Plato sailed in just to catch a glimpse in 387 BC; in the 9th century AD the oldest gelato of all was shaved off its snowy slopes; and in the 21st century the volcano still claims annual headlines. Etna has erupted a dozen times in the past 30 or so years, most spectacularly in 1971, 1983, 2001, 2002, and 2005. There were also a pair of medium-size eruptions in 2008, one in 2009, and fairly constant eruptive activity during the summer of 2011 and winter of 2013. Travel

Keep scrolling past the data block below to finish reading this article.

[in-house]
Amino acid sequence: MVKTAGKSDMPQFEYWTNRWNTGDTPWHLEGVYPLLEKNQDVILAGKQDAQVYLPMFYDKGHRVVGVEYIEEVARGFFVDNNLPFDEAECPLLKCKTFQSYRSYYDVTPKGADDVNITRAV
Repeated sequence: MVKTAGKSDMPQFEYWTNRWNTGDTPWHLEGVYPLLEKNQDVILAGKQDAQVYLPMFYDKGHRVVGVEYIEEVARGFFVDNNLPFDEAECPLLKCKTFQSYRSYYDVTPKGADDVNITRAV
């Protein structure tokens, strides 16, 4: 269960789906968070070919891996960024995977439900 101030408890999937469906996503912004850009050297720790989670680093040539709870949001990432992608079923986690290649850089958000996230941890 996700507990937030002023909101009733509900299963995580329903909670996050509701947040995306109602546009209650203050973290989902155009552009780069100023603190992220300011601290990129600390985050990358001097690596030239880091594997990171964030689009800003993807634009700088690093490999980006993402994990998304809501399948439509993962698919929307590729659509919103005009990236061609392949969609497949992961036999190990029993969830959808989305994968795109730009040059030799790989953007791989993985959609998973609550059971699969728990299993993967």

in the proximity of the crater depends on Mt. Etna's temperament, but you can walk up and down the enormous lava dunes and wander over its moonlike surface of dead craters. The rings of vegetation change markedly as you rise, with vineyards and pine trees gradually giving way to growths of broom and lichen.